NASA officially ends its Spitzer Space Telescope mission

As expected, NASA has announced the official end of its Spitzer Space Telescope. The spacecraft was in operation for more than 16 years, helping scientists learn about our own Solar System, as well as the surrounding galaxy and the wider universe beyond it. On January 30, Spitzer Project Manager Joseph Hunt announced that the mission is officially over; mission engineers put the spacecraft into safe mode and all of its scientific operations have ended.

The Spitzer Space Telescope launched in 2003 as one of NASA's big four space observatories, joining the likes of the Hubble Space Telescope, the Compton Gamma Ray Observatory, and the Chandra X-ray Observatory. Each of these space observatories were designed to focus on different parts of the universe around us, helping scientists learn about the cosmos and our place in it.

The Spitzer mission has a large number of notable achievements in its history, including the discovery of a previously unknown ring around the planet Saturn. As well, this space telescope also found the TRAPPIST-1 system, which features seven planets around the same size as Earth, all of them orbiting the same star.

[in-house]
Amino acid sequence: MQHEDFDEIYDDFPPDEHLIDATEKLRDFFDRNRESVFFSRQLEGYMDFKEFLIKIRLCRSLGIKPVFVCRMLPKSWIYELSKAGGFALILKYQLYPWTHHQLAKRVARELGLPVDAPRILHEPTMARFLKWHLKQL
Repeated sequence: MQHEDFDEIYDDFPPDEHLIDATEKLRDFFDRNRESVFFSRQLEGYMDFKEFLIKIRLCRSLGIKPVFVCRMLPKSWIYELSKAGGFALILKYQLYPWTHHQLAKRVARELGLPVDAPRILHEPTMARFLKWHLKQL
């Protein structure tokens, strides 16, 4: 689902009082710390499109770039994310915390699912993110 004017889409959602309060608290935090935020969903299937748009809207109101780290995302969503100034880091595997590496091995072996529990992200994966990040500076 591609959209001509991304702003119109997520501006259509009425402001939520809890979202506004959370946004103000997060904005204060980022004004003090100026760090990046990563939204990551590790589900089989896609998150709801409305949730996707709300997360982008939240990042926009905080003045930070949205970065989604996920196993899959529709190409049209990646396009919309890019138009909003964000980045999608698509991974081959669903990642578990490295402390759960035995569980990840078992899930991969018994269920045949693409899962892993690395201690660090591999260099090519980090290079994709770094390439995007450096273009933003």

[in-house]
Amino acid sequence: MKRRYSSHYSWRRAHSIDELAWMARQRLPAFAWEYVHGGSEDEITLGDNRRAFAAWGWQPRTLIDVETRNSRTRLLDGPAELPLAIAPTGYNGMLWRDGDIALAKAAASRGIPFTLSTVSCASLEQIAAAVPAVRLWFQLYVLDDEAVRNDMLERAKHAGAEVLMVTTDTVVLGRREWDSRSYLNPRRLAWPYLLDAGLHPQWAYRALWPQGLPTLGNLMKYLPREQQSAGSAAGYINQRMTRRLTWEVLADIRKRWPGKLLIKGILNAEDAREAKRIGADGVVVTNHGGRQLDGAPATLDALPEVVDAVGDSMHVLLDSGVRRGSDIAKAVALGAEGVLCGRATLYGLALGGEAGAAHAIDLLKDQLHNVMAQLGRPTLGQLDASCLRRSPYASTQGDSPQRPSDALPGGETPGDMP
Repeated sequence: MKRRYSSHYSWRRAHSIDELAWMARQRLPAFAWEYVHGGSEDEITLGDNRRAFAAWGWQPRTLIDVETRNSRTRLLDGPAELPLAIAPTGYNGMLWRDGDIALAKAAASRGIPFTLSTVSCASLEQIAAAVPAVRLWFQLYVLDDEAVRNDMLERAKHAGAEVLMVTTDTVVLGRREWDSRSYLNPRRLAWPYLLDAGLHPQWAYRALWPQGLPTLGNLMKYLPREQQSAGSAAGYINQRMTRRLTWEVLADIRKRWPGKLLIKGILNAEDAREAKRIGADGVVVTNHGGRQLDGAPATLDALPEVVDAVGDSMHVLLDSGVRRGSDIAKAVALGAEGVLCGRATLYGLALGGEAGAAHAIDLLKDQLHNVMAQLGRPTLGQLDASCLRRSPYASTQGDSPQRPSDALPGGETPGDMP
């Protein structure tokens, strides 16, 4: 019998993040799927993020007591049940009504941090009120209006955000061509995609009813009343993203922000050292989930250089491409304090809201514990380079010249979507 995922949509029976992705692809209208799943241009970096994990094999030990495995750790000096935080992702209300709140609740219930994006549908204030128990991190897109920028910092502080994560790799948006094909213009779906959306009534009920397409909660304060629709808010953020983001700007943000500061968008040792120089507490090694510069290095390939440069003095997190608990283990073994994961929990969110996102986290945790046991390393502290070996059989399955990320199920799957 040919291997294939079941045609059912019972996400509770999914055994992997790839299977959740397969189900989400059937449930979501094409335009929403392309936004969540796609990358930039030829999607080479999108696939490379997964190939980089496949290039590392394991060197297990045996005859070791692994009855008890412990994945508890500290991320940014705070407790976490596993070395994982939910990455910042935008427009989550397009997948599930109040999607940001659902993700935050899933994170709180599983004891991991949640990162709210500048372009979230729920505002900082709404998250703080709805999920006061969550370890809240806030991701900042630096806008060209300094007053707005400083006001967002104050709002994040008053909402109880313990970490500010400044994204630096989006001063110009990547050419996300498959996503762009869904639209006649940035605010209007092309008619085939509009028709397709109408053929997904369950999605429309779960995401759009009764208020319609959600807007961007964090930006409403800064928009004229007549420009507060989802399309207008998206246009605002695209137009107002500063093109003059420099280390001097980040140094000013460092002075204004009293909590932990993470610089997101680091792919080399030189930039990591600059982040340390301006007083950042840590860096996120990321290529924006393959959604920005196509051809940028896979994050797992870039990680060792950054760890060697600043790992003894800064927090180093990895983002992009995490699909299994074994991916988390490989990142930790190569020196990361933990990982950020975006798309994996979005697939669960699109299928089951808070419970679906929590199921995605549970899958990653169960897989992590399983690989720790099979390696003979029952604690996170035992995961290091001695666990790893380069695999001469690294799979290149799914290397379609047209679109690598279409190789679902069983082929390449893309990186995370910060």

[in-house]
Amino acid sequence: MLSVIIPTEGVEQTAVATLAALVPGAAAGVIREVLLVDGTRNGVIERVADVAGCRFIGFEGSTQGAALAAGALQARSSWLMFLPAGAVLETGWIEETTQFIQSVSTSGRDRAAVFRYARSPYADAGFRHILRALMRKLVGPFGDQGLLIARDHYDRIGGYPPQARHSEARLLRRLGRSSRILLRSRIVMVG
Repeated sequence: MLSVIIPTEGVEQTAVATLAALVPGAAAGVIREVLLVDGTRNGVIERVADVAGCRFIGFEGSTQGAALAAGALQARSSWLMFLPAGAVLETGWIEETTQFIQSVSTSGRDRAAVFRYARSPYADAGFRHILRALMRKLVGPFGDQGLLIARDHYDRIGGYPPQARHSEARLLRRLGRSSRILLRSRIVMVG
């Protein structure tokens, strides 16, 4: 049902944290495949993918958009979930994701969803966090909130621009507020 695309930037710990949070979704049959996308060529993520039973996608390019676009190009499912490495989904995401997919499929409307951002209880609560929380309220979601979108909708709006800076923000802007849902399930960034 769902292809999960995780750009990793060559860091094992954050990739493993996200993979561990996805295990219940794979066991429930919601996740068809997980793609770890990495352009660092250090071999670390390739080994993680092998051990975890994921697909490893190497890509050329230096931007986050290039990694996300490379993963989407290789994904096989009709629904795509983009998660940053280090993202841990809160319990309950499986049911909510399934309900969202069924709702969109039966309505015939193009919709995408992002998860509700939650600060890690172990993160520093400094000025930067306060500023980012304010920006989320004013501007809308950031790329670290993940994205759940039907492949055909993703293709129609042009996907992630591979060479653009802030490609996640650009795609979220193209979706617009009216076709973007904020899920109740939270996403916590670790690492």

The James Webb Telescope will be filling the void left by the loss of Spitzer. For this reason, the space agency decided in 2016 that it would end the mission in 2018, but that deadline was changed when the James Webb Telescope was delayed. The James Webb Telescope is scheduled to launch next year, opening the door for an entirely new batch of discoveries.

In a statement about the Spitzer mission, NASA's Science Mission Directorate associate administrator Thomas Zurbuchen said:

Spitzer has taught us about entirely new aspects of the cosmos and taken us many steps further in understanding how the universe works, addressing questions about our origins, and whether or not are we alone. This Great Observatory has also identified some important and new questions and tantalizing objects for further study, mapping a path for future investigations to follow. Its immense impact on science certainly will last well beyond the end of its mission.